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Game poems, contemporary art, cliches and the promise of digital poetry
At NewScientist’s CultureLab, Jim Giles takes a look at the various emerging forms of “digital poetry.” Hypertext and electronic literature are nothing new, people have been capitalizing on the interactivity of code to add media to their text (or text to their media, or text to their text) since the discovery that everything sounds cooler when you put hyper- or cyber- in front of it. But where in previous eras the emphasis may have been on the technology, limited as it was to people with highly specialized skills, the ease and accessibility of present software allow the poetry and poets to take back the spotlight. The media and interactivity serve the concept of the poem, rather than the poem being at the mercy of the gee-whiz factor.
Many digital poets weave sound into their texts. In Dakota, a piece by the South Korean-based Young Hae-Chang Heavy Industries, text flashes rapidly on the screen, accompanied by an Art Blakey soundtrack. The rapid-fire sequence of words together with the power of Blakey’s drumming combine to deprive the reader of a sense of control. The effect is unsettling, but it echoes the chaotic journey described in the poem.
Young Hae-Chang Heavy Industries are one of those early hyperart adopters who generally work with third party source text, in this case, Ezra Pound. For Jim Nelson, however, the “digital” and “poetry” are inseparable, resulting in the Wall Street Journal calling his work as “alienating as modern art can get” and the occasional death threat.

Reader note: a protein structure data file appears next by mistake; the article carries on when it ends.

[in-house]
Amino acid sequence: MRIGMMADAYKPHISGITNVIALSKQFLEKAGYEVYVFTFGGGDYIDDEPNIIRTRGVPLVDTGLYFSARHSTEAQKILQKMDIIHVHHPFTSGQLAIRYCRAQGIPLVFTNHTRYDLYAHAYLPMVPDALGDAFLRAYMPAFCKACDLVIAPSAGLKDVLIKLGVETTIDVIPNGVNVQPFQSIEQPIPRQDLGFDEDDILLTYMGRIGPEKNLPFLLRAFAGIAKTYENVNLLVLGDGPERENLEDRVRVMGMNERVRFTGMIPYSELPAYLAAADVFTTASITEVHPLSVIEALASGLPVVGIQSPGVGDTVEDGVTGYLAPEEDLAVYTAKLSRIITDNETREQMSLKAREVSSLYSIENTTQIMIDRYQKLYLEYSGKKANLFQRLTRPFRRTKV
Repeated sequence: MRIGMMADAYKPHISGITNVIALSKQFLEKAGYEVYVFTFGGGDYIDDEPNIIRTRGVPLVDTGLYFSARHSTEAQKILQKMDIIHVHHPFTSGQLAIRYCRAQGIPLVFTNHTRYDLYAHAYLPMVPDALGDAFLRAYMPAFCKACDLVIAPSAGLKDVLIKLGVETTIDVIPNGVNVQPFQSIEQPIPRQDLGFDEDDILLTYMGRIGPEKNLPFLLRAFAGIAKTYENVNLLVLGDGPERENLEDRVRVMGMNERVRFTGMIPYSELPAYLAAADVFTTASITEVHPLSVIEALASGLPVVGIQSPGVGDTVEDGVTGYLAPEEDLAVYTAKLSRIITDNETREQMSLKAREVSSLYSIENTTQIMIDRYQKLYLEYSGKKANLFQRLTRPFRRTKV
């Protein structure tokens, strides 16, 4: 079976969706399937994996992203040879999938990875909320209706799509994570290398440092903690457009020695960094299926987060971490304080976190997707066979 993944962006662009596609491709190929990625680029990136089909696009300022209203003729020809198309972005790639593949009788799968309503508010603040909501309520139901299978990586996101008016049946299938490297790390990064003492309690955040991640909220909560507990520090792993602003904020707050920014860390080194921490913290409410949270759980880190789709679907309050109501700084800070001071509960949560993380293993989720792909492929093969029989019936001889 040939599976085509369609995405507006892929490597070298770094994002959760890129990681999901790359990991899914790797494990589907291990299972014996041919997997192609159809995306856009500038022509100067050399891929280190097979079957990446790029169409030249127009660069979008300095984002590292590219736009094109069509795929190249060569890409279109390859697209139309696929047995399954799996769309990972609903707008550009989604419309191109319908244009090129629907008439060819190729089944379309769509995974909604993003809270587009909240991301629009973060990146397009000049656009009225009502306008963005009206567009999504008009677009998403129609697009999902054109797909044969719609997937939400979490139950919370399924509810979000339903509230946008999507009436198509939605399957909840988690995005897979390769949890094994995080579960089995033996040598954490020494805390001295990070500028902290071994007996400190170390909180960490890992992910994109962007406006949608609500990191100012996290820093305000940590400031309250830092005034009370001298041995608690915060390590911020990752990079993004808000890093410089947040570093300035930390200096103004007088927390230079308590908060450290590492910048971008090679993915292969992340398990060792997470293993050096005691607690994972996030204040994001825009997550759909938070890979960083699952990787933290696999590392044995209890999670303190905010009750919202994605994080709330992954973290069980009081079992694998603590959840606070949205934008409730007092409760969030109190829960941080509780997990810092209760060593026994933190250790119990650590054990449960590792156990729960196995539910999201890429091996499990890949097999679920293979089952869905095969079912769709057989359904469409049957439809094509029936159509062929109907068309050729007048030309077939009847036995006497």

The form that poetry takes isn’t the only area where new technologies are eliciting strong reactions. Even more practical applications like Google Translate have their naysayers, at least for now.
Some have suggested that the role of the poet will be subsumed, or at least altered, by technology. That may explain the uneasy reaction to Google’s attempt to extend its text translation system so that it can cope with verse. It is a formidable challenge, in part because the translations need to maintain both form and meaning.
I asked Robert Pinsky, the former US poet laureate, to look at the initial output from Google’s software. “These remind me that over the years people have sent me poems generated by computer programs,” he said. “It was amazing how much the computers seem to love cliches: the effect of naivety and conventionality. But maybe next week, or month, or year, something dazzling?”